Tuesday, Jan. 1, 2008
A few months ago, I made something I called "The Cupboard is Bare" pizza, and a reader named Carol commented that she and her friends made something called "poverty pizza" at the end of the week when they were graduate students. She said it was always good and always unrepeatable, and that it had widened her horizons about what a pizza topping could be.
Today I decided to make another pizza--with my last round of frozen pizza dough--what a great thing to have in the freezer! And I decided I'd just use whatever I had on hand. This happened to be one serrano pepper that I didn't use in the serrano creme fraiche for new year's eve, two Yukon Gold potatoes, some kalamata olives, some cherry tomatoes that were going a little wrinkly, garlic (of course) and parmesan. I sliced and slowly poached the garlic in olive oil, and brushed the oil and garlic on the bottom of the pizza. Everything else was just sliced, or grated in the case of the parmesan, and tossed on in carefree fashion.
I had sent Jim to the grocery store a few days earlier because I needed a few last-minute things and was, as usual, running late and a little harried myself. I told him to pick up black olives--"not stuffed with anything, just plain..just pick them up from the olive bar." He came home with a can of California ripe olives. I was horrified. "No, these are not even olives!" I said. "We might as well just put these in the bag for the food shelf right now," I said, "because I'll never use them." (Nice, Marie, maybe you could also give all the things past their freshness date to the food shelf). "You said black olives," Jim said defensively, "and there were no black olives at the olive bar--just kalamata olives, and other olives that were stuffed." "What do you think kalamata olives are? They're black olives! That's just what I wanted." "Kalamata olives are purple, not black!"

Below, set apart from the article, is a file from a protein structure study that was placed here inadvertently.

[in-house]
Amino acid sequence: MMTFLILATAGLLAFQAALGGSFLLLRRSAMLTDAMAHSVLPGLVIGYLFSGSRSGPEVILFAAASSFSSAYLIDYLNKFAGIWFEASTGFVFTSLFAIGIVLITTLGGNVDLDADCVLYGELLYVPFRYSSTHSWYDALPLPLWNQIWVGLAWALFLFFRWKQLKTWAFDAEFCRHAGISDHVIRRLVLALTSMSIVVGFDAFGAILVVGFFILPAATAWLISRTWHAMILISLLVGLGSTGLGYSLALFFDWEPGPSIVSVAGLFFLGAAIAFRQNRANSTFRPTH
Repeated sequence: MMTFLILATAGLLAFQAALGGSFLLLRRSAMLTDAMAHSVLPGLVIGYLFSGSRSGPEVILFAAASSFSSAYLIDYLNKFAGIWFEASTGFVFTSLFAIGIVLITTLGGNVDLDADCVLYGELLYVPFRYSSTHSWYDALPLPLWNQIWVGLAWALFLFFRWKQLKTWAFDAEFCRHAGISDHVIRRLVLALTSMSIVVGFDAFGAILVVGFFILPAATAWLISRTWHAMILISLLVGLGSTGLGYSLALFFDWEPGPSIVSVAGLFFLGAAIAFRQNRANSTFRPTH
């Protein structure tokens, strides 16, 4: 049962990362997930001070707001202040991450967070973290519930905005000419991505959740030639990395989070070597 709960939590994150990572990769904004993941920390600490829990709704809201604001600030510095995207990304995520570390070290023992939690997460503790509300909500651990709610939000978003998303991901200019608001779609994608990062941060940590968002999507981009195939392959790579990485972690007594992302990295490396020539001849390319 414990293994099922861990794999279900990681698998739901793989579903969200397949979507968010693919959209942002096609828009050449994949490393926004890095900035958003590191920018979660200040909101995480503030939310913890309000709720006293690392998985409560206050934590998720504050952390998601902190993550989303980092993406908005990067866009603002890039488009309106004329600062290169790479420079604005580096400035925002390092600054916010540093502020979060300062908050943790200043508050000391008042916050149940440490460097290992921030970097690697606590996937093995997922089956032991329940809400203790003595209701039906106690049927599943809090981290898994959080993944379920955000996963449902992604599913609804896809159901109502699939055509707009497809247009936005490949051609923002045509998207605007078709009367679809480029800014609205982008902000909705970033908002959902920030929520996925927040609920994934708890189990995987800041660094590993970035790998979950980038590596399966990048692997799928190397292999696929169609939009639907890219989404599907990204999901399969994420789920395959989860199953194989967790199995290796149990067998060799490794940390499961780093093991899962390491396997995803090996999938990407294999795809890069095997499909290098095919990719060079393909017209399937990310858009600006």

Well, I could see that this fight was deteriorating rapidly, so I graciously allowed as how I could have been clearer in my instructions, and he graciously went back to Kowalski's to pick up purplish-black olives. He got a LOT. So I had to come up with many ways to use up the olives, besides reaching in the refrigerator and eating the random one now and then.
Here it is in its uncooked state. Oh, it looks like there's a little rosemary on it too--I forgot about that. The pizza dough stretched beautifully this time. I can't account for what makes it work better some times than others, but it did do a lot of resting. As did I. Maybe that had something to do with it.
It smelled so good and looked so brown and crunchy and crispy that we both dug in, forgetting entirely to take a picture of it in its whole, baked state. Jim had to take one quick picture while there was still a slice left uneaten.
Jim claimed this was the best pizza he had eaten in his entire life! Well, it was pretty good. The tomatoes gave it some sweetness, the olives saltiness, and the peppers hotness. The paper-thin sliced potatoes and garlic made a perfect base, and the crust was crispy all the way through, not just at the edges.
The whole notion of the poverty pizza got me wondering whether all leftovers would make equally happy combinations. What might I have in the refrigerator at the end of a week? Vanilla yogurt, Thai green chile sauce, and lettuce? Would that really work? I hope never to have to find out.